Successful advisers must make clients understand volatility

Market volatility can precede big fallsThe key to successful advice is making clients realise the difference between temporary volatility and permanent loss, an American financial adviser has said.

Speaking yesterday at the Science of Retirement Conference in London, author and coach Nick Murray gave financial advisers tips on how they should approach their clients.

Murray is based in the US, has over 50 years of experience as an adviser and has written several books on the profession.

He argued advisers should not waste time trying to educate clients and increase their financial literacy.

This is because human nature stops them from understanding the nature of money and making rational investment decisions.

Instead Murray says financial advisers should focus on managing a relationship with clients that takes a long view of market cycles.

He says: “Human nature is a failed investor and it cannot tell the difference between temporary volatility and permanent loss. You will never have a successful career as an investment adviser if you cannot help clients understand the difference volatility and permanent loss.

“Investment education never works when it should count and losing money feels twice as bad as making money feels good.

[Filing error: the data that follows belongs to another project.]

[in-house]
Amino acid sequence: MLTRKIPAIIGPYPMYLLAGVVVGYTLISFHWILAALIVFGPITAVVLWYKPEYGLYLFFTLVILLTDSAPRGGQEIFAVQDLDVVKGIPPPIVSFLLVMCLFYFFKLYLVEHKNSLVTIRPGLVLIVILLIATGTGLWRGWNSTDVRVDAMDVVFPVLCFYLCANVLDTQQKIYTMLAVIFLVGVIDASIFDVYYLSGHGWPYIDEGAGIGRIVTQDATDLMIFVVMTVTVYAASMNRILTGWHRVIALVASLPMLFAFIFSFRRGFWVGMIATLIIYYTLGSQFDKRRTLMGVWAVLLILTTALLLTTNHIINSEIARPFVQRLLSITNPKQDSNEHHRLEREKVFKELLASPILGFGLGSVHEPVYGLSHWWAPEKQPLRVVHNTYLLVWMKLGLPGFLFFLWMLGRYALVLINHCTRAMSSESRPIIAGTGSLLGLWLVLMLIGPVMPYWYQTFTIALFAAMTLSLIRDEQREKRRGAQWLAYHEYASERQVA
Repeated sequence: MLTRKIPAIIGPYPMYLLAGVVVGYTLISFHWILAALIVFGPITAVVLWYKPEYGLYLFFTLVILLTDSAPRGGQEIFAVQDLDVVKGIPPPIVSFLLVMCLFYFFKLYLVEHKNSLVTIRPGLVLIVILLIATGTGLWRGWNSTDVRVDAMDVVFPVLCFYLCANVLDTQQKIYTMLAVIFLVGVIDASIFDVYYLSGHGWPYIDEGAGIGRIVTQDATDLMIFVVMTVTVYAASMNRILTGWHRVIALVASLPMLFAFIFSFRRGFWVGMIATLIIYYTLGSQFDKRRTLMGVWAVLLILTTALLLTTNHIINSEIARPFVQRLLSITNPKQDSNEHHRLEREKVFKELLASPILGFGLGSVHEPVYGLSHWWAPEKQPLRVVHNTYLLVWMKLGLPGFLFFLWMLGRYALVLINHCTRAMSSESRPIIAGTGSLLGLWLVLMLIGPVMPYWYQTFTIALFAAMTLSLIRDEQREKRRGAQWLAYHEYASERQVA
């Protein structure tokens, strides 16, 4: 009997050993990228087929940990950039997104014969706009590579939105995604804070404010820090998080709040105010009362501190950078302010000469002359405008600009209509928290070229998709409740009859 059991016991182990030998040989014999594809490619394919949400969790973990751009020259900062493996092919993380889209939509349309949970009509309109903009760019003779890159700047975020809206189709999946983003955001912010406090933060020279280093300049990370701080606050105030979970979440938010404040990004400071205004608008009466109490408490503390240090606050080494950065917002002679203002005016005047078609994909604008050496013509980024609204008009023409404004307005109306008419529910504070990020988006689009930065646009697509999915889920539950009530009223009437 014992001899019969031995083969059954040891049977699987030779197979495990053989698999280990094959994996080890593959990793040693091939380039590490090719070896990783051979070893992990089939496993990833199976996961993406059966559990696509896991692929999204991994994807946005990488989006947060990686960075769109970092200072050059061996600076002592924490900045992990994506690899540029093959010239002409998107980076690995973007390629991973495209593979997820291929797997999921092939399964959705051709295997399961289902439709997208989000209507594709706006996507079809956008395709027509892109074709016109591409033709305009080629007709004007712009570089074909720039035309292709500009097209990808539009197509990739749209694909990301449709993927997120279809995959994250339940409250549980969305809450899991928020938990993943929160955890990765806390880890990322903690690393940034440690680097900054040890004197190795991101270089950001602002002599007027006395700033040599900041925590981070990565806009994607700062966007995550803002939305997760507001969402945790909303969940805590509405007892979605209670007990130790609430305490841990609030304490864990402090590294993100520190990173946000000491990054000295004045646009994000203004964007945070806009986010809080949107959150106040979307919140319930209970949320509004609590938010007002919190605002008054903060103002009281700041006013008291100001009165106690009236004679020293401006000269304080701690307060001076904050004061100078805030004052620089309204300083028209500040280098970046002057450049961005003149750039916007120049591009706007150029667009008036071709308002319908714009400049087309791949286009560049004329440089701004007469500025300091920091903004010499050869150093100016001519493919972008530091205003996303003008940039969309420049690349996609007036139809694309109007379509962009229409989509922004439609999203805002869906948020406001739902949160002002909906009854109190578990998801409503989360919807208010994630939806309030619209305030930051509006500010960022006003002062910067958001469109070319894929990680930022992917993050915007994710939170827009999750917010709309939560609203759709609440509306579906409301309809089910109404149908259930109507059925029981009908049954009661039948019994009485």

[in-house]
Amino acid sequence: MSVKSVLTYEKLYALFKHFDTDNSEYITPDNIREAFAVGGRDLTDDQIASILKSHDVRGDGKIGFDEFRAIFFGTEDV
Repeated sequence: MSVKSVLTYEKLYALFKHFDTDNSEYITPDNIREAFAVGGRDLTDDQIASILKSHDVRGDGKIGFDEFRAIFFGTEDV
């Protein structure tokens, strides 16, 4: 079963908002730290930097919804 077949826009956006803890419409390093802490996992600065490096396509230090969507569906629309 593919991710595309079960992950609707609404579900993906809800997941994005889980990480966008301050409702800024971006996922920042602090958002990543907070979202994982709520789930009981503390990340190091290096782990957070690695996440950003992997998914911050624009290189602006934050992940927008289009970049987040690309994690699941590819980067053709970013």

“Clients cannot tell the difference between money as purchasing power in the long run. This is due to physiological, psychological, intellectual and cultural reasons. They are all ill and we as financial advisers sell the serum.”

Murray gave suggestions on how advisers can deal with clients who have seen their investments go down.

He adds: “The serum has two strains: 20 per cent planning and 80 per cent for the rest of the client relationship is trying to stop them from blowing the plan up you have worked out with them for the rest of their lives.

“I will have to stop a client every one to five years from blowing up the plan we have set for ourselves.

“If they see markets have gone down, I say: ‘You have suffered a temporary decline and it will right itself. The historic rate of compound interest will be about 7 per cent above inflation’.

“That is the story of equity investing. Investing in companies through equities gives you double the return than that of investing through bonds.”

Murray pointed out it is important advisers believe in themselves and says: “My whole value proposition is the whole world is fatally ill and we have the serum. This is a calling and we have the capacity to be the light of the world.”

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Comments

There are 2 comments at the moment, we would love to hear your opinion too.

  1. Good article

  2. Most FA’s naturally want to educate their clients against making wrong, short term decisions such as cashing out at the worst possible time.

    But there will always be a few, no matter how hard you’ve tried to forewarn them of bad spells as well as good ones, who, upon receiving a couple of negative valuations, write off their investment as a failure and do exactly that. It’s an unavoidable fact of life.

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